The Soundkeeper boat pumpout program kicks off Memorial Day every summer. Our four-pumpout boats provide free pumpouts for recreational vessels in most areas between Byram River in Greenwich and the Saugatuck River in Westport, Connecticut, and in Mamaroneck, New York. Our boats are on the water from May through October.
Soundkeeper’s free service is generously supported by a grant from the Federal Clean Vessel Act, which is administered by the US Fish & Wildlife Service, CT Department of Environmental Protection and NY State Department of Environmental Conservation. The remainder of the program costs (25%!) are supported with funds from our membership and other generous donors. Our “clean boating” education and outreach activities are supported by the CT Department of Environmental Protection.
Additional support for the pumpout program has been provided by the following sources:
- Woman’s Seamen’s Friend Society of Connecticut, Inc.
- Northeast Utilities
- Keyspan Energy
- Beacon Point Marine, Greenwich, CT
- Brewer’s Yacht Haven, Stamford, CT
- City of Stamford, CT
- Town of Greenwich, CT
- Town of Westport, CT
- Village of Mamaroneck
John J. Giddings, a member of the Captain Harbor Power Squadron in Greenwich, CT wrote an article for the Squadron’s newletter “Harbor Light”, in which he documented the following exchange with Soundkeeper pumpout boat operator Jim McCullough over VHF Channel 77:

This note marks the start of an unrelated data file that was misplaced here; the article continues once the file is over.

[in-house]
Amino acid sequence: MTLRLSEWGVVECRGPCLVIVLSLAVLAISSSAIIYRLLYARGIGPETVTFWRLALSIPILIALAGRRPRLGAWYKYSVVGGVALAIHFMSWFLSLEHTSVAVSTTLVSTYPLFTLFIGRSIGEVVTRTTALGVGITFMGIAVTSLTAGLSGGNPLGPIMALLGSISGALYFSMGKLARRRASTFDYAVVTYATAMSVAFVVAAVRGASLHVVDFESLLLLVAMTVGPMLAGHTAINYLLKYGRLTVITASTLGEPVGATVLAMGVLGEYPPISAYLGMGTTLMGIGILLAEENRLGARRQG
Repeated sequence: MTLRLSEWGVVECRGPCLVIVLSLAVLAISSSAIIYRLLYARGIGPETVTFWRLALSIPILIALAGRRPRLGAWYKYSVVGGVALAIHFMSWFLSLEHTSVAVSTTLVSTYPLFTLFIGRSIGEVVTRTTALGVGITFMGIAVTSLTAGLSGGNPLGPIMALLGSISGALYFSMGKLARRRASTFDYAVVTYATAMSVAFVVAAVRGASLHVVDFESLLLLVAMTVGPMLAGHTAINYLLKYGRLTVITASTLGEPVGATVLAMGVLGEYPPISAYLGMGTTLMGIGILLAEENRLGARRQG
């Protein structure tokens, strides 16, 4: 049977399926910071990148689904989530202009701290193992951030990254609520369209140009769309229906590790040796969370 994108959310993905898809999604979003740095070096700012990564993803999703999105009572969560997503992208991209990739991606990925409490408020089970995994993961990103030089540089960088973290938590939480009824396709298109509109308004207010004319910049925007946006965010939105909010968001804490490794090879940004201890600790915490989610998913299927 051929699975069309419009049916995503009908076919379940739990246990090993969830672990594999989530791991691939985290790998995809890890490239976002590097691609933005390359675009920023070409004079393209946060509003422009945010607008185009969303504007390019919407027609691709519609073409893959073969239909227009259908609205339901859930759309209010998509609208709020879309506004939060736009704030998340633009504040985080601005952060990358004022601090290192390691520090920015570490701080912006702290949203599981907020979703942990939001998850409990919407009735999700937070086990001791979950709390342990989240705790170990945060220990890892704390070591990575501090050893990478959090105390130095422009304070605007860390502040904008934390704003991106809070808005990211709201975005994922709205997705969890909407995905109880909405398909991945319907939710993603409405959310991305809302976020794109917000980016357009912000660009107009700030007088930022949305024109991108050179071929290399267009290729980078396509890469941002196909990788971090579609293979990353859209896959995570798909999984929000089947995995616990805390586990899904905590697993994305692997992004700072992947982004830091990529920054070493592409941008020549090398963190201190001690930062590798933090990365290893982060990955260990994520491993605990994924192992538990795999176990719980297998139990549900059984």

Blue Canute: “Soundkeeper, Soundkeeper this is Blue Canute.”
Jim: “Blue Canute this is Soundkeeper. How can I help you?”
BC: “Soundkeeper, I’m at [marina, pier, slip #]. Is it possible to get a pumpout?”
Jim: “Blue Canute, I’ll be there in 7 to 10 minutes.”
John reported that a few minutes later Jim arrived and in a very quick and easy operation his holding tank was emptied. He concluded, “Thanks to Soundkeeper there is no excuse not to use our holding tank.”
For more detailed information about pumpout locations in Long Island Sound: http://dep.state.ct.us/olisp/cva/cva.htm
Does Sewage Dumping Have an Impact?
Several scientific studies conducted by the US Environmental Protection Agency in Newport Harbor and Avalon Harbor, CA, and Puget Sound, WA, have shown that sewage discharge from boats in an area with little tidal flushing contributes to the degradation of shellfishing beds and swimming areas. A boat cruising offshore at five knots, discharging a 20-gallon holding tank at a three-gallon-per-minute pump rate, poses an extremely low health risk or risk of environmental harm. A flotilla of boats congregated in a harbor or inlet that dump toilet waste, however, can pose a risk to nearby swimmers or contaminate shellfish beds.
A typical 20-gallon capacity holding tank can contain several thousand fecal coliform organisms per 3 ounces of water, as compared to the legal discharge limit of 200 coliforms per 3 ounces of water for a municipal sewage treatment plant. Fecal coliform is a bacteria that comprises approximately 25% of fecal matter, and is a standard indicator for the presence of disease causing organisms in marine and fresh waters. According to the USEPA, dumping a single 20-gallon waste holding tank has the same impact as discharging several thousand gallons of sewage from an efficiently run sewage treatment plant. Even though a treatment plant discharge is less concentrated, the total amount of sewage is far greater than boat waste. The point is that a concentrated pulse of waste from a number of boats at one location can cause significant concentrations of fecal matter in a poorly flushed inlet or harbor. Health standards require that shellfish beds be closed when the fecal coliform bacteria count in marine waters reaches 14 coliforms per 3 ounces of water.